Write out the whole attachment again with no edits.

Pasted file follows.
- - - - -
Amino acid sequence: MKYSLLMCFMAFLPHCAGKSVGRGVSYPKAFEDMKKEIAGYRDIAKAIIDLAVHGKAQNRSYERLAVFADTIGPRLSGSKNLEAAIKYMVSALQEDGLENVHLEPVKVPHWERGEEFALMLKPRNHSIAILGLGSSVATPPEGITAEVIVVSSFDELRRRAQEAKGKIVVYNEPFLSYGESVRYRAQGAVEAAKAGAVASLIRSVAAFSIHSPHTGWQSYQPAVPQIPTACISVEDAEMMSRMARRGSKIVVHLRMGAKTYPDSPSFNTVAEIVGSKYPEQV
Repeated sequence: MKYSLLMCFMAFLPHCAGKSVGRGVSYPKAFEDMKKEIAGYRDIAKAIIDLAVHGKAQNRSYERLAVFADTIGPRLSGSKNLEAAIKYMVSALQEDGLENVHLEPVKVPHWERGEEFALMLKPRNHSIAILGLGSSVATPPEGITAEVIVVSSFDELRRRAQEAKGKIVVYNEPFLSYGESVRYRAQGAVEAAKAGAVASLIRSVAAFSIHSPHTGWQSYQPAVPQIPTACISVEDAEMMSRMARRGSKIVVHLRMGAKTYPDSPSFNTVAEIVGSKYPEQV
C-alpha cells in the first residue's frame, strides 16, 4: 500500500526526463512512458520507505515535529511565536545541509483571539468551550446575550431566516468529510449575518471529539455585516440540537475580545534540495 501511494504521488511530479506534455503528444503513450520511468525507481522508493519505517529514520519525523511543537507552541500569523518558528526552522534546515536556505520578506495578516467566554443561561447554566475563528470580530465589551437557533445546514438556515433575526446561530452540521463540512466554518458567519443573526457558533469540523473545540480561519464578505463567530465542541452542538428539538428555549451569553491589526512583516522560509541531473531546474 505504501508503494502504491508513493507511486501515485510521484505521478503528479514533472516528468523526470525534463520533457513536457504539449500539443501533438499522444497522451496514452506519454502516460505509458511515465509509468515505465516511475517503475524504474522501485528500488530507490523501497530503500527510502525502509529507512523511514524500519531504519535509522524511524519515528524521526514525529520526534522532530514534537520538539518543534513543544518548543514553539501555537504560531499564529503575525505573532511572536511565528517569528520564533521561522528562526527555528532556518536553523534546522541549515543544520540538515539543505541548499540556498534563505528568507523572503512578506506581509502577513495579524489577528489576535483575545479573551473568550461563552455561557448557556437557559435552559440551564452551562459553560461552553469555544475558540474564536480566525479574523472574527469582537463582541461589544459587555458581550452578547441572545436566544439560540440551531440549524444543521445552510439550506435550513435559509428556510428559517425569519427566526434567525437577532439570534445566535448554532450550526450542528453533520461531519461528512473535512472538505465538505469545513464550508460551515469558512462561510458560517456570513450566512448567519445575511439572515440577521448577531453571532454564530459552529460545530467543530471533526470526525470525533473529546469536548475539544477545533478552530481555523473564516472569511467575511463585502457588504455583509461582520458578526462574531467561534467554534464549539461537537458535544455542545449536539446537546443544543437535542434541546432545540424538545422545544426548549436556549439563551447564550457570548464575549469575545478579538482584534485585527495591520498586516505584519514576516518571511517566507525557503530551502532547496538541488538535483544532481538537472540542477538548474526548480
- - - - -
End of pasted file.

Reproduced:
Amino acid sequence: MKYSLLMCFMAFLPHCAGKSVGRGVSYPKAFEDMKKEIAGYRDIAKAIIDLAVHGKAQNRSYERLAVFADTIGPRLSGSKNLEAAIKYMVSALQEDGLENVHLEPVKVPHWERGEEFALMLKPRNHSIAILGLGSSVATPPEGITAEVIVVSSFDELRRRAQEAKGKIVVYNEPFLSYGESVRYRAQGAVEAAKAGAVASLIRSVAAFSIHSPHTGWQSYQPAVPQIPTACISVEDAEMMSRMARRGSKIVVHLRMGAKTYPDSPSFNTVAEIVGSKYPEQV
Repeated sequence: MKYSLLMCFMAFLPHCAGKSVGRGVSYPKAFEDMKKEIAGYRDIAKAIIDLAVHGKAQNRSYERLAVFADTIGPRLSGSKNLEAAIKYMVSALQEDGLENVHLEPVKVPHWERGEEFALMLKPRNHSIAILGLGSSVATPPEGITAEVIVVSSFDELRRRAQEAKGKIVVYNEPFLSYGESVRYRAQGAVEAAKAGAVASLIRSVAAFSIHSPHTGWQSYQPAVPQIPTACISVEDAEMMSRMARRGSKIVVHLRMGAKTYPDSPSFNTVAEIVGSKYPEQV
C-alpha cells in the first residue's frame, strides 16, 4: 500500500526526463512512458520507505515535529511565536545541509483571539468551550446575550431566516468529510449575518471529539455585516440540537475580545534540495 501511494504521488511530479506534455503528444503513450520511468525507481522508493519505517529514520519525523511543537507552541500569523518558528526552522534546515536556505520578506495578516467566554443561561447554566475563528470580530465589551437557533445546514438556515433575526446561530452540521463540512466554518458567519443573526457558533469540523473545540480561519464578505463567530465542541452542538428539538428555549451569553491589526512583516522560509541531473531546474 505504501508503494502504491508513493507511486501515485510521484505521478503528479514533472516528468523526470525534463520533457513536457504539449500539443501533438499522444497522451496514452506519454502516460505509458511515465509509468515505465516511475517503475524504474522501485528500488530507490523501497530503500527510502525502509529507512523511514524500519531504519535509522524511524519515528524521526514525529520526534522532530514534537520538539518543534513543544518548543514553539501555537504560531499564529503575525505573532511572536511565528517569528520564533521561522528562526527555528532556518536553523534546522541549515543544520540538515539543505541548499540556498534563505528568507523572503512578506506581509502577513495579524489577528489576535483575545479573551473568550461563552455561557448557556437557559435552559440551564452551562459553560461552553469555544475558540474564536480566525479574523472574527469582537463582541461589544459587555458581550452578547441572545436566544439560540440551531440549524444543521445552510439550506435550513435559509428556510428559517425569519427566526434567525437577532439570534445566535448554532450550526450542528453533520461531519461528512473535512472538505465538505469545513464550508460551515469558512462561510458560517456570513450566512448567519445575511439572515440577521448577531453571532454564530459552529460545530467543530471533526470526525470525533473529546469536548475539544477545533478552530481555523473564516472569511467575511463585502457588504455583509461582520458578526462574531467561534467554534464549539461537537458535544455542545449536539446537546443544543437535542434541546432545540424538545422545544426548549436556549439563551447564550457570548464575549469575545478579538482584534485585527495591520498586516505584519514576516518571511517566507525557503530551502532547496538541488538535483544532481538537472540542477538548474526548480